Nottingham

Keyworth attack victim wants street lights back on

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Media captionHarriet Gibson said it was so dark she could not see who had attacked her

A teenager from Nottinghamshire is calling for street lights to be switched back on in her village after she was attacked in a dark street.

Harriet Gibson, 19, who was slightly injured in the incident in Keyworth, was returning from a night out with friends early on Sunday morning.

Conservative-led Nottinghamshire County Council aims to save £1.25m a year by turning off about 90,000 street lights.

Deputy leader Martin Suthers said the council would consider the request.

'Pitch black'

Ms Gibson said she and two friends were attacked by two men who got out of a car and restrained her and punched the two other people.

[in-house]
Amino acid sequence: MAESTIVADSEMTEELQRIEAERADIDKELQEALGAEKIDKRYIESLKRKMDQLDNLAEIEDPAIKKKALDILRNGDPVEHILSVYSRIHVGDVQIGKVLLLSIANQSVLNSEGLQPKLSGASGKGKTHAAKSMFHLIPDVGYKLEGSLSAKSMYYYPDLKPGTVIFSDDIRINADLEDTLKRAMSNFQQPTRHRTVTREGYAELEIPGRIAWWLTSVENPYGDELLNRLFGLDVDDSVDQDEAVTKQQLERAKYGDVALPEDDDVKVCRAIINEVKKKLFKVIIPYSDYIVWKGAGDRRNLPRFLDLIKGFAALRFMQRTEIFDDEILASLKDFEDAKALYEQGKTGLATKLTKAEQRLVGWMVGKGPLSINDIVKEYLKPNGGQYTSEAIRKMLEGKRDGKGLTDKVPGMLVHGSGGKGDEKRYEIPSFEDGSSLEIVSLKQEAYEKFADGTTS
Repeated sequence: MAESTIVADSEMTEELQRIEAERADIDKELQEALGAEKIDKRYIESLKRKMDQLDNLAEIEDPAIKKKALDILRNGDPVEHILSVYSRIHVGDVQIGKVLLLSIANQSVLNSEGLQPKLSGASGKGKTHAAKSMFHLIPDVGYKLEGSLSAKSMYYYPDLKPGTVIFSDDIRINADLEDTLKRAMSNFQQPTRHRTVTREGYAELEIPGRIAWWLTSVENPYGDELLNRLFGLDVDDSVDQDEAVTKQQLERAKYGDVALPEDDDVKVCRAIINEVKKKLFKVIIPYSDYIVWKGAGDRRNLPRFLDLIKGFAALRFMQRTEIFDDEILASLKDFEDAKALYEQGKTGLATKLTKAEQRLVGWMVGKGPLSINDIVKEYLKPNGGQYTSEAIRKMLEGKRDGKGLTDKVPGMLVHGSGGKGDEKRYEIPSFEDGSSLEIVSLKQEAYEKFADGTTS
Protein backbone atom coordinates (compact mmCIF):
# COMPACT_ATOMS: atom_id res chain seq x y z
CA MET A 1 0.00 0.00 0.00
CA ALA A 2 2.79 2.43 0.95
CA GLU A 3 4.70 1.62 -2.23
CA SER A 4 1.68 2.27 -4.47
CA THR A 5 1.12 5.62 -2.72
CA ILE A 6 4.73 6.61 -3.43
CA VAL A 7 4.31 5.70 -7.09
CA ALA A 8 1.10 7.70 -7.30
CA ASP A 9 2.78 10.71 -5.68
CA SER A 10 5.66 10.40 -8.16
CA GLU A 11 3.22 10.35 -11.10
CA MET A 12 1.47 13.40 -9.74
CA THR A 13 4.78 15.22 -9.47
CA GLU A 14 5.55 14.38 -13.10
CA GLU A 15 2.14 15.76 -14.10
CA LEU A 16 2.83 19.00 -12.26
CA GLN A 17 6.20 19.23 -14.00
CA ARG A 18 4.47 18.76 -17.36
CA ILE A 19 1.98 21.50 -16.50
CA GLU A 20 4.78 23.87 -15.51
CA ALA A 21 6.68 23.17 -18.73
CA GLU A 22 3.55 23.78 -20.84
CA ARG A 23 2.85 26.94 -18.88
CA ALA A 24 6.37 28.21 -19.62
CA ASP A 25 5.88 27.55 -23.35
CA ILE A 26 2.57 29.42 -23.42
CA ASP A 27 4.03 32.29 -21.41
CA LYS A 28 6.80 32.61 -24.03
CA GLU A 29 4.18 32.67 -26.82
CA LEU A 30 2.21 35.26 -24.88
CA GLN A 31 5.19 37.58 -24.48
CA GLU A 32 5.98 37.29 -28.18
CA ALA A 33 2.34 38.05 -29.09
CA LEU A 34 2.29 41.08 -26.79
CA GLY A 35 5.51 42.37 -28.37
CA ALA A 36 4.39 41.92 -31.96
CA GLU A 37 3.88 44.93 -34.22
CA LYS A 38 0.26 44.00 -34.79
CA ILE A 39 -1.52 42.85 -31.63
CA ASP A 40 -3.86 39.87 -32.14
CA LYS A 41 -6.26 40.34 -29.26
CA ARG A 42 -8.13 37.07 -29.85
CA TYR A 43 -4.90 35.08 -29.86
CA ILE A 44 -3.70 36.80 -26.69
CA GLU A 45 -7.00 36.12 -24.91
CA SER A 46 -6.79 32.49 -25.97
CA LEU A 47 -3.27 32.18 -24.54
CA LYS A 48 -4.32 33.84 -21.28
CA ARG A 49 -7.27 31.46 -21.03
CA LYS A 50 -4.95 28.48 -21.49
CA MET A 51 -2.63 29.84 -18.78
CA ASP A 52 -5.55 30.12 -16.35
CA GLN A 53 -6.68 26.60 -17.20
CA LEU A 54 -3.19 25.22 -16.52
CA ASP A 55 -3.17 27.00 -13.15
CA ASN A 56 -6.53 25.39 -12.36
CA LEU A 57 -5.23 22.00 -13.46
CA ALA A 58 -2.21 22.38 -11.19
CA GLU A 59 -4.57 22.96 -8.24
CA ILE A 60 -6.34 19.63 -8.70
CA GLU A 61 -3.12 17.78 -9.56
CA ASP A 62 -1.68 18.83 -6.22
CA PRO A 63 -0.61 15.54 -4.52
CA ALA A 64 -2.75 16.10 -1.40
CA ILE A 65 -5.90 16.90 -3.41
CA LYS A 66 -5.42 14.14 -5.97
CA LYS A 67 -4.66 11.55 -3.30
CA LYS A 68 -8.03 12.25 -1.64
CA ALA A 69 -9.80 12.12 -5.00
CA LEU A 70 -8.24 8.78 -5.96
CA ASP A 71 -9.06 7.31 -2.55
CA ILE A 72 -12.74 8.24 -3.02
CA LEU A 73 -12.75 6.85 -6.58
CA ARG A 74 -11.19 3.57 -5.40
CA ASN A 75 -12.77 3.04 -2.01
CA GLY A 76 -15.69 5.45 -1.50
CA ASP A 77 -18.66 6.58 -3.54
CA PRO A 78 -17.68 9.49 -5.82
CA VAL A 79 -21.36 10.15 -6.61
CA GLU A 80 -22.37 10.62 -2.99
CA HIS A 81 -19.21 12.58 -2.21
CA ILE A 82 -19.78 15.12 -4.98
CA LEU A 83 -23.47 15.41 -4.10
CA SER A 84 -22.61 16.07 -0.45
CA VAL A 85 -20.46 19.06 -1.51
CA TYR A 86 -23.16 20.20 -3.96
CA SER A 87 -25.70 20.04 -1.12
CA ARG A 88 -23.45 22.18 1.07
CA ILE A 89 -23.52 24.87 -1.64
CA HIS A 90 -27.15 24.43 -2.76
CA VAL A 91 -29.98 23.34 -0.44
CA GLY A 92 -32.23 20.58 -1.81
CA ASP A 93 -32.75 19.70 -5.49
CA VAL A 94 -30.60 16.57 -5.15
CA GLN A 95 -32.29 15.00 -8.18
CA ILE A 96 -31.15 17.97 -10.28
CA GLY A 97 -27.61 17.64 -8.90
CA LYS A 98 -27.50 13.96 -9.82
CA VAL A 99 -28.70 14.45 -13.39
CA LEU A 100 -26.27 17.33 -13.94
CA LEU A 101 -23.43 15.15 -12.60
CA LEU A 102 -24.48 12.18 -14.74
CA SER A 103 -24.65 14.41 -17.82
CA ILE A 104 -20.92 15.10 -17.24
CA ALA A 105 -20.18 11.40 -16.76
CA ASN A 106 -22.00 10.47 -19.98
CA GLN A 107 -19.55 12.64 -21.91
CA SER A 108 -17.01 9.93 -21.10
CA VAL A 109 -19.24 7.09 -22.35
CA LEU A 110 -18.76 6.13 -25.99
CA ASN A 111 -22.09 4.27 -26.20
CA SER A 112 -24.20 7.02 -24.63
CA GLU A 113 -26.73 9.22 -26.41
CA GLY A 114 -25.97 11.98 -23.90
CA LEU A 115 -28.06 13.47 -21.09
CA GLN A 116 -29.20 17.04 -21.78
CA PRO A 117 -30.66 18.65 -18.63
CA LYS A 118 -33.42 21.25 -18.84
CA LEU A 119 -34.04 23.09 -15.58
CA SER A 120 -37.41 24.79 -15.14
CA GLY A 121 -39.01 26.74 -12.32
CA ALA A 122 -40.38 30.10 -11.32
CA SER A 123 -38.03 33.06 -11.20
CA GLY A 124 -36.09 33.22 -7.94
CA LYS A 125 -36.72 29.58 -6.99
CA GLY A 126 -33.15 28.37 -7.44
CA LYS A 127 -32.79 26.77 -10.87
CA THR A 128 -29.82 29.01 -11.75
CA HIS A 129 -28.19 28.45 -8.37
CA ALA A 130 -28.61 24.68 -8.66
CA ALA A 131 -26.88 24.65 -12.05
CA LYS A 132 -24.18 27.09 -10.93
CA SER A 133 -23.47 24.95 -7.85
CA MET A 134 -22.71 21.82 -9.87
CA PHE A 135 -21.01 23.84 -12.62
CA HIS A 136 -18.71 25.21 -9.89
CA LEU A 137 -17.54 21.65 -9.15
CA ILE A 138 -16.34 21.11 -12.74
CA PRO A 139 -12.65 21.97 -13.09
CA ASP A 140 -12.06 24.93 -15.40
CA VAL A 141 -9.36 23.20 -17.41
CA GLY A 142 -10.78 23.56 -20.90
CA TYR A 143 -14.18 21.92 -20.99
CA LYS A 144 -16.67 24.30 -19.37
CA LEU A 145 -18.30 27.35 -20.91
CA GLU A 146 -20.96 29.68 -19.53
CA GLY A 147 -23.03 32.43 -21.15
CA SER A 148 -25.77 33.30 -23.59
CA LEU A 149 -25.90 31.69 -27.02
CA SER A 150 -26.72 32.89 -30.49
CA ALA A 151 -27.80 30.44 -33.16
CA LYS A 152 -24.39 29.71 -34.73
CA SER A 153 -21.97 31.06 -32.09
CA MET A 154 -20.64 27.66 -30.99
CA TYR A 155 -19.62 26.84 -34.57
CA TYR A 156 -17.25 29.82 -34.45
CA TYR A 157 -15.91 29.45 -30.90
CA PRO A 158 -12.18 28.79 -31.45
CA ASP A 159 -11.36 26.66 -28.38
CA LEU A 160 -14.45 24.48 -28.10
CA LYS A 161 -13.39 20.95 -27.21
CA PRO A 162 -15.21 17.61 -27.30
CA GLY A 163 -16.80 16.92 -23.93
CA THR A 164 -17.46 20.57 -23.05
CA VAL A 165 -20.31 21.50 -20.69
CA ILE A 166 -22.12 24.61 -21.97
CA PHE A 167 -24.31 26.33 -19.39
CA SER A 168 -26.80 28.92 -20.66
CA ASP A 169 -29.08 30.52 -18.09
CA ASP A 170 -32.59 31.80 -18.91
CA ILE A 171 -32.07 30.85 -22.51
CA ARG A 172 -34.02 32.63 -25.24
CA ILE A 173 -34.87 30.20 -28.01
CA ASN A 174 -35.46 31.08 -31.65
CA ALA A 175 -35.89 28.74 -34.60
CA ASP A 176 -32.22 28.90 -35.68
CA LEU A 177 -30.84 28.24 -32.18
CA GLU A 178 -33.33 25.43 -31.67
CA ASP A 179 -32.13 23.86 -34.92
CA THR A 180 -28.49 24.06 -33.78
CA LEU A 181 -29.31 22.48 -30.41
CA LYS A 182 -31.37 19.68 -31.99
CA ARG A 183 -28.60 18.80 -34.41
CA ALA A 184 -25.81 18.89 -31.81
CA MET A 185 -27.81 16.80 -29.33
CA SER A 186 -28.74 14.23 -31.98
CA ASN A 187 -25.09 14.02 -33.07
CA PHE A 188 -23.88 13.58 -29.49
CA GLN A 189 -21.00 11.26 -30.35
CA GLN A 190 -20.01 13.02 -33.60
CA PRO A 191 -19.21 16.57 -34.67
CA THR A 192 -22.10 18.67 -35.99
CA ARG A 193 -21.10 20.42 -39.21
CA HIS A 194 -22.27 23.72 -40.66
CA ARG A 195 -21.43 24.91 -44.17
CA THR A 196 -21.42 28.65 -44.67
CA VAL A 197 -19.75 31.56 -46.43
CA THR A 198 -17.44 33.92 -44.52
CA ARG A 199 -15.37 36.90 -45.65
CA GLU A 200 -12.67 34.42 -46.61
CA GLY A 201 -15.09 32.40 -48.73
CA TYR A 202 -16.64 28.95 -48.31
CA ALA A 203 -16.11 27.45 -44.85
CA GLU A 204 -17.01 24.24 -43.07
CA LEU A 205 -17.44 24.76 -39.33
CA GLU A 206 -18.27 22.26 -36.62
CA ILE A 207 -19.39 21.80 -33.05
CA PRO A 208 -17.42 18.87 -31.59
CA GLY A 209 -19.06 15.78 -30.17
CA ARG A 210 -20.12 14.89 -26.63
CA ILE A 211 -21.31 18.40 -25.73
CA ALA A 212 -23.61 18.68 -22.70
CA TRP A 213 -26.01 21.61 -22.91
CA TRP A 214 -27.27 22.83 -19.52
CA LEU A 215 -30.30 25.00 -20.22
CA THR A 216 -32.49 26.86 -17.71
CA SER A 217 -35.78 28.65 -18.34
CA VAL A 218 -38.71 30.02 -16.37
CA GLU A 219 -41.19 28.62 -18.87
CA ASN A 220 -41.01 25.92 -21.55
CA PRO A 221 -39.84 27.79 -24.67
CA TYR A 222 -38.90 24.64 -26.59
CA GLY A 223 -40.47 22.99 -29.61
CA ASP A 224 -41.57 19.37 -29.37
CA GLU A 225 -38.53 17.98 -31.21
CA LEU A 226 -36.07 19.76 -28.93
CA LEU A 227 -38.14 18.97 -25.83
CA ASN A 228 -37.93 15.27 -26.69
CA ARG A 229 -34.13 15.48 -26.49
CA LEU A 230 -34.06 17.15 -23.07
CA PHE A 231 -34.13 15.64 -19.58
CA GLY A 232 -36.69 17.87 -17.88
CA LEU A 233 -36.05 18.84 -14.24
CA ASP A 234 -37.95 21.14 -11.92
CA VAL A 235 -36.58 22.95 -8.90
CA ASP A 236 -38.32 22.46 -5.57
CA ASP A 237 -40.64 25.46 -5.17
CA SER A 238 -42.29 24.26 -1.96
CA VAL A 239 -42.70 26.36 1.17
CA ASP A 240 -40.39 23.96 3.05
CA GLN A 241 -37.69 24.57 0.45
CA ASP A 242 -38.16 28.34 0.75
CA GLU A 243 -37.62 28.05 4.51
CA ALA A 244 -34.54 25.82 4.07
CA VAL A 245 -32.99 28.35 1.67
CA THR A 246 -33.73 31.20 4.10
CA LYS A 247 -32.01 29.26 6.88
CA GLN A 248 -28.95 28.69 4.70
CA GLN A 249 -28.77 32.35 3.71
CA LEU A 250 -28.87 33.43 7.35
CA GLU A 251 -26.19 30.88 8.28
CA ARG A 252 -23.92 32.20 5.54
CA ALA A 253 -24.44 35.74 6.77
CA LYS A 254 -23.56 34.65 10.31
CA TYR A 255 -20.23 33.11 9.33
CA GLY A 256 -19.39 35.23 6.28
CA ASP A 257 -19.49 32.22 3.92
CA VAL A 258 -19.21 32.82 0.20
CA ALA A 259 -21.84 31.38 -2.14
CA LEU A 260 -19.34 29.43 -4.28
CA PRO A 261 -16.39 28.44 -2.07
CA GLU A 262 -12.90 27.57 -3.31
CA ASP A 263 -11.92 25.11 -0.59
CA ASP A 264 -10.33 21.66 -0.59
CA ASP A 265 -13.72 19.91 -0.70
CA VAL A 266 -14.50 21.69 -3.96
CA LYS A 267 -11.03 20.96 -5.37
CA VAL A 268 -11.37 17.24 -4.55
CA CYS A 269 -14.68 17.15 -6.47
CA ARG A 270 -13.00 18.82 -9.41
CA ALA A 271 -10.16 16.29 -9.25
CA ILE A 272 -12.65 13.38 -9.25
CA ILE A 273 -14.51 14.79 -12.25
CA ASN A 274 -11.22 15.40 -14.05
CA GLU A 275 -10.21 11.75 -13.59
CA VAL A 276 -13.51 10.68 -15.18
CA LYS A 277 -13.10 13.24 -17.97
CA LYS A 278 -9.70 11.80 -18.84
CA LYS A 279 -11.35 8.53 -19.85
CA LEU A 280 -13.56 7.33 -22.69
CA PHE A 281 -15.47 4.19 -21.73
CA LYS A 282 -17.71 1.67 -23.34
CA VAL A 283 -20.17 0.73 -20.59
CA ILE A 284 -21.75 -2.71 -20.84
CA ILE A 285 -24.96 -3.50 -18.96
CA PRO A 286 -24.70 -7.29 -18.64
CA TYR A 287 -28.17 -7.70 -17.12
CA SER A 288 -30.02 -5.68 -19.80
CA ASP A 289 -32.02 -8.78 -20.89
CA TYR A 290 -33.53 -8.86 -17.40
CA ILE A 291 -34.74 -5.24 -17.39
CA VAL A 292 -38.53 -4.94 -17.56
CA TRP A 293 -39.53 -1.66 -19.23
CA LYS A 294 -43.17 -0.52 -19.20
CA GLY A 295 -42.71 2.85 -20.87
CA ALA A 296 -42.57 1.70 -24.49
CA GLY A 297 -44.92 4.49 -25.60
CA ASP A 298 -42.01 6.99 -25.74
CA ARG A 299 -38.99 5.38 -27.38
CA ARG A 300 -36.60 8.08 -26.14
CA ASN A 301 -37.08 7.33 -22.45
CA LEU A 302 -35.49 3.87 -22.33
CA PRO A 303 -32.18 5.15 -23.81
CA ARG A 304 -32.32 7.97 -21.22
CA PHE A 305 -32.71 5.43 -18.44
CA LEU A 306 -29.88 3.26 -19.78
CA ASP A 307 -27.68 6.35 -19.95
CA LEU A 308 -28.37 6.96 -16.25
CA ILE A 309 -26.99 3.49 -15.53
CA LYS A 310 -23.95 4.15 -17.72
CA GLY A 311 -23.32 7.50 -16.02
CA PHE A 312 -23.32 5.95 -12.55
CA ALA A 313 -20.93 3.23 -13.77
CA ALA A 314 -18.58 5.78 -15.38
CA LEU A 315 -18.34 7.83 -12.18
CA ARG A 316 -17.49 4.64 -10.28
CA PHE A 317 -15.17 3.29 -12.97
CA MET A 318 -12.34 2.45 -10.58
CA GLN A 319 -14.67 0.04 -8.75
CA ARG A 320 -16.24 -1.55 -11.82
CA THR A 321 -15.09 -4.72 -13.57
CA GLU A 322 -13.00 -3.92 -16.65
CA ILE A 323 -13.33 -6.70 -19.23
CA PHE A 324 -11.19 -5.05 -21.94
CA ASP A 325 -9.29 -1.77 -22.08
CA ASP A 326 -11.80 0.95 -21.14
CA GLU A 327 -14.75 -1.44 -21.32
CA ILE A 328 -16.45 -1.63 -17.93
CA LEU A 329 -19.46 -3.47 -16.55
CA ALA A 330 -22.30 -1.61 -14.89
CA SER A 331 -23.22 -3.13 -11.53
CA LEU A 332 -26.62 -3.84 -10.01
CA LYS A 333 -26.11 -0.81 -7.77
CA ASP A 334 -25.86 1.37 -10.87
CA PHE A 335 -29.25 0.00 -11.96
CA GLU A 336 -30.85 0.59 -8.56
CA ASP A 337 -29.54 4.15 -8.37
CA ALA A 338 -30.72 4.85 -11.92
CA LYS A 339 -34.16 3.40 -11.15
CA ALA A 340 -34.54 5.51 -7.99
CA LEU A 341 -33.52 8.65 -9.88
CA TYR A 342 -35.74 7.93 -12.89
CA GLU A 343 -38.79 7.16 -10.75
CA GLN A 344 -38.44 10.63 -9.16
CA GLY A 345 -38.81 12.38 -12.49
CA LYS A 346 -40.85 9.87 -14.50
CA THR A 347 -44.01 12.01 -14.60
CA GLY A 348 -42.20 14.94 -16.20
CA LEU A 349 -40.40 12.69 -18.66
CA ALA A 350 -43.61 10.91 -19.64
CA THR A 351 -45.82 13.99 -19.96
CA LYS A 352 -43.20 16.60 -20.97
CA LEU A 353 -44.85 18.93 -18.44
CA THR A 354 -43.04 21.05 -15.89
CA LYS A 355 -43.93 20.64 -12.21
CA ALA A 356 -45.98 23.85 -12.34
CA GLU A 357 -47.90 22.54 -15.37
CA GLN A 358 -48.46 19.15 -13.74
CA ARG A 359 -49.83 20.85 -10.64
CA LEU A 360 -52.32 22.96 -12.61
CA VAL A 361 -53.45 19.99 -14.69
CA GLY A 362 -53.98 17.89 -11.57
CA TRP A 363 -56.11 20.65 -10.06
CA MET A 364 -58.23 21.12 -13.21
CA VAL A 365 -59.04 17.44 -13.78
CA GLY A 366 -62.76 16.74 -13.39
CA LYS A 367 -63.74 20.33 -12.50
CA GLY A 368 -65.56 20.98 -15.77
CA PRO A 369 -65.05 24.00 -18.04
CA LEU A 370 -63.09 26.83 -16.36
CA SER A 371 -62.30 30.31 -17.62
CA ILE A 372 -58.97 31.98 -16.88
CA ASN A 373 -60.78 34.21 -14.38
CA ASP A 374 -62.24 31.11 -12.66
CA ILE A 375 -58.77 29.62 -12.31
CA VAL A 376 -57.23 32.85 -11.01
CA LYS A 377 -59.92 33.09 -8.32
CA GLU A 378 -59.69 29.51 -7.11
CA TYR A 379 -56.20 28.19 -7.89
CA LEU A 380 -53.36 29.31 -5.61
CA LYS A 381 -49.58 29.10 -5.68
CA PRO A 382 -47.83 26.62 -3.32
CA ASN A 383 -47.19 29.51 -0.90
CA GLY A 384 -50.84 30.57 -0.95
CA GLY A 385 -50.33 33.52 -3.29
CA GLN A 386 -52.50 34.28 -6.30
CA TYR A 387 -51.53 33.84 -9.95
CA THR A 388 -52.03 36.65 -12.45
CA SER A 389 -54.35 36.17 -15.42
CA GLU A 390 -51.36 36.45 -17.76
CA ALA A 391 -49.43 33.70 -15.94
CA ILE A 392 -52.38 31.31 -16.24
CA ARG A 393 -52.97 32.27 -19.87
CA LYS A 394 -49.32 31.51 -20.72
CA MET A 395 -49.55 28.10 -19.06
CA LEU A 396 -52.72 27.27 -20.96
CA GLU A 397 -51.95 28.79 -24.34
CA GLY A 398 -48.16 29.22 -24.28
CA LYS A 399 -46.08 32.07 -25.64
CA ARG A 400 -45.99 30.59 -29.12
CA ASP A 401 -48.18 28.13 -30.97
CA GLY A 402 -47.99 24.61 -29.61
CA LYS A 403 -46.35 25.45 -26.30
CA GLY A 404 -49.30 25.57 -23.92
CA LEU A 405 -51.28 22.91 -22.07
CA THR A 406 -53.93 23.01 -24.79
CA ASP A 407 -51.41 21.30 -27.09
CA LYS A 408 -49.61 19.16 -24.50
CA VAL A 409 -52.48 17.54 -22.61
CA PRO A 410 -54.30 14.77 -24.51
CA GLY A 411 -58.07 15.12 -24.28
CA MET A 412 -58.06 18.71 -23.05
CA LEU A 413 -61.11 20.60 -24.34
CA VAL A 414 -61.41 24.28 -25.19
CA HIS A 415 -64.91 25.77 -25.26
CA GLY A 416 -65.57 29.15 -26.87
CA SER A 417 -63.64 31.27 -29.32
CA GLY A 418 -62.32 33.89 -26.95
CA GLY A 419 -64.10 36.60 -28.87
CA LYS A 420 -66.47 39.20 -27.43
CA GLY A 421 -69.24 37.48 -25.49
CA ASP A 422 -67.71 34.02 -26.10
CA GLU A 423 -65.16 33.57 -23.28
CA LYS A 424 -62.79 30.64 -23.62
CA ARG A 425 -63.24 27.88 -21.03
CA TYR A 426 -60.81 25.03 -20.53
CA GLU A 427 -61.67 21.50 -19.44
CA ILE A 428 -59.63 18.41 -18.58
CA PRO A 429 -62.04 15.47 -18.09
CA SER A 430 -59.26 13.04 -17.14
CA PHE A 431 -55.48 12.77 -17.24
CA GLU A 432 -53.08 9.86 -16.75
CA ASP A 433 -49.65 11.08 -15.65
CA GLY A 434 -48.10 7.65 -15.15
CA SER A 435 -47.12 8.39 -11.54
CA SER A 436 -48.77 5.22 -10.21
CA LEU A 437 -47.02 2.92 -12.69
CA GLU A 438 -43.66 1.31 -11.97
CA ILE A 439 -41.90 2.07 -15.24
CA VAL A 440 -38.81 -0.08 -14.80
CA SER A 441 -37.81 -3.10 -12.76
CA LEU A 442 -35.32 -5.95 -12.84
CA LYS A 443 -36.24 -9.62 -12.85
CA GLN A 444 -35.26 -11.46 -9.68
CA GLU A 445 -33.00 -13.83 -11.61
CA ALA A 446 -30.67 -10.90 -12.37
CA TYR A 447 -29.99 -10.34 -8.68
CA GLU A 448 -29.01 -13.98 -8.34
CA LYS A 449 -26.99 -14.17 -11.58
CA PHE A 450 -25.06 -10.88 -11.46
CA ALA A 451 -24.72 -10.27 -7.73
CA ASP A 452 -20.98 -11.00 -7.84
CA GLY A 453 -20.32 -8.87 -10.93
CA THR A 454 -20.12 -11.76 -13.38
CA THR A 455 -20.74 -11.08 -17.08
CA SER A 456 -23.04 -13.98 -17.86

"Where there are particular concerns we are quite prepared to talk to the local community and switch the lights back on," Councillor Suthers said.

The Labour Group said the Conservative leadership should rethink its policy of turning off street lights in the early hours of the morning.

Ms Gibson said: "It was pitch black and you couldn't see anything. It was terrifying and I couldn't see what was happening to my friend."

She said she could not give a description of her attackers because there was not enough light.

"If there had been light I could have got a registration number and give a description - but I couldn't see anything."

"The council needs to turn the street lights back on, whilst they are saving money they are putting people at risk."

The council agreed to switch some lights back on in Bingham in another part of the county after a campaign in the town.

The current county council policy involves turning off many street lights between midnight and 05:30 in residential areas, dimming some on main roads between 22:00 and 07:00, and switching some off entirely in remote areas.

The council said some lights would not be altered, including those near hospitals, accident blackspots or areas with higher-than-average crime rates.

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